Huge this year at the Outdoor Retail Summer Market convention in Salt Lake City were devices that provide portable power. Through a combination of lightweight batteries and solar panels, you’ll never be without communication in the outdoors.
While many people head into the wild to escape their electronic devices, it never hurts to having a working radio in case of emergency and of course some tunes for beside the fire at night. Several companies offer comparable devices. Here is a look at some of the most interesting.
Goal Zero Nomad 7 Kit
Goal Zero is best known for its Yeti portable line of battery packs, but to go along with those packs, the company offers a variety of lightweight solar panels that can be strung from a backpack or a tailgate. Their smallest, most compact design for backpackers is the Goal Zero Switch 8 and Nomad 7 Kit. Providing 8 watts through the panel flexible solar panel, the Nomad 7 battery dispenses 8 Wh. MSRP $90
Brunton Hydrogen Reactor
Along with a range of highly efficient solar panels and portable battery packs, the most compelling offering from Brunton remains its portable Hydrogen Reactor. That’s right, a portable hydrogen reactor. But don’t worry about it blowing up like the Hindenberg. The compact Hydrogen Reactor is coupled with two Hydrogen Core cells. These cores, similar to batteries, can be filled with distilled water and charged with a little electricity before leaving the house. The inserted core then creates a platinum catalyst that separates the hydrogen ions from negative electrons which generates electricity far greater than a normal battery of that size. MSRP $150
Goal Zero Sherpa 50
Goal Zero has been a leader in portable power since 2006. Offering a full range of portable solar panels and battery packs, we found the Sherpa 50 to be the lightest and most practical for an actual backpacking trip. If you need a device to recharge video cameras and laptops this device is lightweight and efficient. Partner it with the Nomad 13 and you’re in business. MSRP $429 including panels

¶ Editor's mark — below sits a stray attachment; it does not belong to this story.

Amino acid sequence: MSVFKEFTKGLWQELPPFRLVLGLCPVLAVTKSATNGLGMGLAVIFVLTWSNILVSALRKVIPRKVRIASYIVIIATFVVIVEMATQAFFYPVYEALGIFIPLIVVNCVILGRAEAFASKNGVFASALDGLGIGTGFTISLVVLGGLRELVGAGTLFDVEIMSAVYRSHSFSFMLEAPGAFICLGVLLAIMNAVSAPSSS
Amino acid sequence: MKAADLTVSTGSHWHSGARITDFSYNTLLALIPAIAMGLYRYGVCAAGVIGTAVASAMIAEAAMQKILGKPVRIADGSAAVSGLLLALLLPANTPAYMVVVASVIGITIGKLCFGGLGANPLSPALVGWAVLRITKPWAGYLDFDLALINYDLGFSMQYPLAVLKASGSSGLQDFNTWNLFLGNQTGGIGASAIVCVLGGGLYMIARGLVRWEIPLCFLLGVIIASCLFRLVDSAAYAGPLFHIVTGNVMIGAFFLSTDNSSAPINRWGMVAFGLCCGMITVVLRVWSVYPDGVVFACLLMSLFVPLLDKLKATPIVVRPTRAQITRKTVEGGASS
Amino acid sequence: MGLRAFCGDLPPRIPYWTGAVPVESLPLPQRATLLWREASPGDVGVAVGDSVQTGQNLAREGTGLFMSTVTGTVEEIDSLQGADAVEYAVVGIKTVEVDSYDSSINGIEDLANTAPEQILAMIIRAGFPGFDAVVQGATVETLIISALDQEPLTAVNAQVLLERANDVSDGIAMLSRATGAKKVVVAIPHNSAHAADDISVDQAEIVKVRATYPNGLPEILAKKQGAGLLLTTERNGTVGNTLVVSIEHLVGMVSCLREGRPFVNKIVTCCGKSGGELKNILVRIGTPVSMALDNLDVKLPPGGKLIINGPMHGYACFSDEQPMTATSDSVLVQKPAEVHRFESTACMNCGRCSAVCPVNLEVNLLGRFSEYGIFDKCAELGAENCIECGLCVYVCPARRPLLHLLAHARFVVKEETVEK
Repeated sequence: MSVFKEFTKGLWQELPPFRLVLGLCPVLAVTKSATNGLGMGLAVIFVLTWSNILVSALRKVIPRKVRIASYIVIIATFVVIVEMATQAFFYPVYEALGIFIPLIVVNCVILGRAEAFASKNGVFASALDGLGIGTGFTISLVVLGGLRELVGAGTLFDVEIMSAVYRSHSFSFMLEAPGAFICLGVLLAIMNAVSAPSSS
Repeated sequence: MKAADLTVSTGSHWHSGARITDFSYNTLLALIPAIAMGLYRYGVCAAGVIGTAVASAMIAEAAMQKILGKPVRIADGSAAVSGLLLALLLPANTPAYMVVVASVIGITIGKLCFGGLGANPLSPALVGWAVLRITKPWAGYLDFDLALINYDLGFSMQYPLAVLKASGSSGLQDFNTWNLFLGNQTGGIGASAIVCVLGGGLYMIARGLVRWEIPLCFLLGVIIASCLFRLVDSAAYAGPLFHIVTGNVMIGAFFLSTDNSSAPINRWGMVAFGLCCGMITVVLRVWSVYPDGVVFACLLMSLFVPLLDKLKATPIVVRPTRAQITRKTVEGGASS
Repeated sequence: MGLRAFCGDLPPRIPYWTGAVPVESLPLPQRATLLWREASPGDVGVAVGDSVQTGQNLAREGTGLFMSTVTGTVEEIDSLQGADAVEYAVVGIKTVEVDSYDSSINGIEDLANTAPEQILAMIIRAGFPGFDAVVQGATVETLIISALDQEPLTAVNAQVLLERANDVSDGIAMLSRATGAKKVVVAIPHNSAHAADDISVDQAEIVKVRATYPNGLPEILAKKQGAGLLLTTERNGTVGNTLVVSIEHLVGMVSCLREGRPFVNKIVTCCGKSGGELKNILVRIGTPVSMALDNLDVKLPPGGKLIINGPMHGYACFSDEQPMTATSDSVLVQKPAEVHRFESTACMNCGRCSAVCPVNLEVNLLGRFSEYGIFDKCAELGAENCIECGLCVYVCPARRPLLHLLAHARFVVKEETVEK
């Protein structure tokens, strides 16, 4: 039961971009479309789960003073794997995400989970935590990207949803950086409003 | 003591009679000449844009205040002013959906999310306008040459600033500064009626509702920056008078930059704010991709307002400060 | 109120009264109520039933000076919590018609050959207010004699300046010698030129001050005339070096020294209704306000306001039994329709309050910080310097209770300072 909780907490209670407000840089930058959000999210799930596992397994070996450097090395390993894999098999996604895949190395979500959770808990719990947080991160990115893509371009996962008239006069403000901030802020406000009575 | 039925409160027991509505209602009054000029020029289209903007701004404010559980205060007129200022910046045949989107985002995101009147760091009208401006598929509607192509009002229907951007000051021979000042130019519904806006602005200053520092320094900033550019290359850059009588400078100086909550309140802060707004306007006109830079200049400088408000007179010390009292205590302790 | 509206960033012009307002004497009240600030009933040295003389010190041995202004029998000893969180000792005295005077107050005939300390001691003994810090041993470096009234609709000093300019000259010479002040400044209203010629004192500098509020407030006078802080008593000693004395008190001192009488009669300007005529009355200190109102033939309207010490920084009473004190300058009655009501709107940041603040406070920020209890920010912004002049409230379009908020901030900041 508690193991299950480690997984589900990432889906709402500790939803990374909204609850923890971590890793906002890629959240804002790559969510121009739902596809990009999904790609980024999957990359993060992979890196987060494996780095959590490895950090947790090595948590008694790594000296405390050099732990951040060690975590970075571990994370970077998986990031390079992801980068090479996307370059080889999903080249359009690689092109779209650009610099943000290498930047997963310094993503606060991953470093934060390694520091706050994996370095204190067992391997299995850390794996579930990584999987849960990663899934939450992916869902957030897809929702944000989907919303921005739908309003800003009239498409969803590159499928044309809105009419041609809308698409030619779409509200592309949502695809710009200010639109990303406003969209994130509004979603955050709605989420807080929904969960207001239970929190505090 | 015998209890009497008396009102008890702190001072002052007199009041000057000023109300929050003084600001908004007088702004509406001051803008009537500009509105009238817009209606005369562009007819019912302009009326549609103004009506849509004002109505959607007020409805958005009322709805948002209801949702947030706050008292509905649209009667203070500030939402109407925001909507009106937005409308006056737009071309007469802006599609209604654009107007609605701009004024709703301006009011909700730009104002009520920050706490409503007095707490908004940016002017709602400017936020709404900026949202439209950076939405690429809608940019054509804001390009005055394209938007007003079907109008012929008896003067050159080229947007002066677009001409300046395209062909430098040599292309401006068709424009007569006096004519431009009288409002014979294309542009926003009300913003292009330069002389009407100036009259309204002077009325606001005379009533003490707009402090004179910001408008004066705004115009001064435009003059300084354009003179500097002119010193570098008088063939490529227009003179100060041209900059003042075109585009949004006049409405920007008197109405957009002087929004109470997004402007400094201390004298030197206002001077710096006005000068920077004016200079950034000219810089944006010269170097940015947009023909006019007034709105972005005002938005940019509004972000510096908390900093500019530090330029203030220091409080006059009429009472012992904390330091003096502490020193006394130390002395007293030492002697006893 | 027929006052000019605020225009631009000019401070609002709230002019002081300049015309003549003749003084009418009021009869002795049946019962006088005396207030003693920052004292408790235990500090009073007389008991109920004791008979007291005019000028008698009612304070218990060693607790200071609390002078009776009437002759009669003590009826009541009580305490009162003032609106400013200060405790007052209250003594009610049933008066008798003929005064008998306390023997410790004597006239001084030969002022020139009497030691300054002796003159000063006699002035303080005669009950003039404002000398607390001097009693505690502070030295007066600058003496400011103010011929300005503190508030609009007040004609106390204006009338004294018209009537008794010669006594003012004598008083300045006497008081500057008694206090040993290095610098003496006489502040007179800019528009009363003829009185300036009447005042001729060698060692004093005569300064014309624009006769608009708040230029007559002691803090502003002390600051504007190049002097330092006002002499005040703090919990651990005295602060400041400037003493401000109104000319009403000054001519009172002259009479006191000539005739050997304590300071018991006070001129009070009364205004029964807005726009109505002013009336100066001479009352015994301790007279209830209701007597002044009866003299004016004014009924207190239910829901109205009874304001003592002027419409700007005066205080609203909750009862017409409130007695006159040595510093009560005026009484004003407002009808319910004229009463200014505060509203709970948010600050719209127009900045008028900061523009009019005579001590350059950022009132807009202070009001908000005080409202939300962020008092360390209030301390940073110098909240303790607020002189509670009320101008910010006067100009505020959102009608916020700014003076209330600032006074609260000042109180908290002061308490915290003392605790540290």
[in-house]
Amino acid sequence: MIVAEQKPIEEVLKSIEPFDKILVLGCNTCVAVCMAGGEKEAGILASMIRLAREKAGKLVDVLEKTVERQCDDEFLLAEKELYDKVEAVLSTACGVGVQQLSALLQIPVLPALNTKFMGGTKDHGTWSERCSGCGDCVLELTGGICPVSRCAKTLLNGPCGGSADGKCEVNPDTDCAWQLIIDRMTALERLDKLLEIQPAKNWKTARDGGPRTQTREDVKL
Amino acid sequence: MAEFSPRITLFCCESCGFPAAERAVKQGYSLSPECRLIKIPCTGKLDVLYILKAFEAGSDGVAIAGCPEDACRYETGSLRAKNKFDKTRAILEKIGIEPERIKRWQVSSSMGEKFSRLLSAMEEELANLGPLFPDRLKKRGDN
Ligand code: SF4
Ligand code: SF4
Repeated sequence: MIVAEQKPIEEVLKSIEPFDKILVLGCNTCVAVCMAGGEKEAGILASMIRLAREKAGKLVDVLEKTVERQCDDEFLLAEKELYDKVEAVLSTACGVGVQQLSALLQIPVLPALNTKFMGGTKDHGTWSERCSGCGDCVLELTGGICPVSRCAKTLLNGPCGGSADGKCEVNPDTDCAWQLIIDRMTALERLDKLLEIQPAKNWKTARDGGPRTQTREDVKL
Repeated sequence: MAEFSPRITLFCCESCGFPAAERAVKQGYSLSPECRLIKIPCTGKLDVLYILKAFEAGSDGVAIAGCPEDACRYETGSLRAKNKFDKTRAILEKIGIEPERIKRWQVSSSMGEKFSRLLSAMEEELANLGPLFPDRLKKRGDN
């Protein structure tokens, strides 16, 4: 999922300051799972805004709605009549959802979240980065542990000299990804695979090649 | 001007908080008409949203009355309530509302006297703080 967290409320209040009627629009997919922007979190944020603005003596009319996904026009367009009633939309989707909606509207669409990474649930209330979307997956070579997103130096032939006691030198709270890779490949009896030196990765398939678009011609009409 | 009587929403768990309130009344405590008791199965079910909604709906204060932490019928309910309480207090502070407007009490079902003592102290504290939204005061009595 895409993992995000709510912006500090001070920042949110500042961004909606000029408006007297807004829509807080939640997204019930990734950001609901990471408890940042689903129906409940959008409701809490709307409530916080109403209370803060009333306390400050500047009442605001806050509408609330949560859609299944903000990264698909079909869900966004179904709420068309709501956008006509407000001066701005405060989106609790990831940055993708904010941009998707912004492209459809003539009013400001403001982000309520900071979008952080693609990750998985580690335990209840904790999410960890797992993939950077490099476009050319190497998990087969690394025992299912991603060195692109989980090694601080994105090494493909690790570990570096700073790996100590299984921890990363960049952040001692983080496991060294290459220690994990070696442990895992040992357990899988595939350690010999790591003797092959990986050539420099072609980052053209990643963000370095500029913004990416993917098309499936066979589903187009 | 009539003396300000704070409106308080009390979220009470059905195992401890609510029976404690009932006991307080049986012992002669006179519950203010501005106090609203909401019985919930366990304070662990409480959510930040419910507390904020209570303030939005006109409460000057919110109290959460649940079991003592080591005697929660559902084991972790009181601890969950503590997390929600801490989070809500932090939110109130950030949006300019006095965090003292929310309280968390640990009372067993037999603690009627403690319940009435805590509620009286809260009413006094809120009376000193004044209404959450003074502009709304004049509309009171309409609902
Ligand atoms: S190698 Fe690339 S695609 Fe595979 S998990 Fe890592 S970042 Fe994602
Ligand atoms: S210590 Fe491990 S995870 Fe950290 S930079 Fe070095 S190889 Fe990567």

Brunton Ember 2800
There were lots of portable power devices. Everything from the size of a lipstick container to a cigarette pack to a full-size car battery can be used to store power on-the-go. One of the most interesting solutions is the compact Ember 2800, which not only holds enough juice to r-power your cellphone or camera, but it contains a built-in solar panel. MSRP $50
Yet another company offering portable power, EnerPlex provides a range of solar panels and battery packs. One that caught our eye is a backpack with integrated solar panels called the Packr. While most providers suggest simply hanging the panels over a pack, EnerPlex has device a back with built-in panels Packr. At just 3 watts, these panels won’t power a microwave but they can certainly keep your GPS and radio in operation while you trudge along the trail.
Another company making a move in the portable power business is PowerFilm Solar, which has traditionally supplied the US military with tiny solar panels. Their commercial lines include compact panels that roll up into a tube for easy storage. New this year is its HelioVault, a high capacity portable power bank designed for maximum efficiency. The fellas at PowerFilm say the HelioVault is more efficient than any other battery pack out there. They’ve recently launched a kickstarter to gauge interest.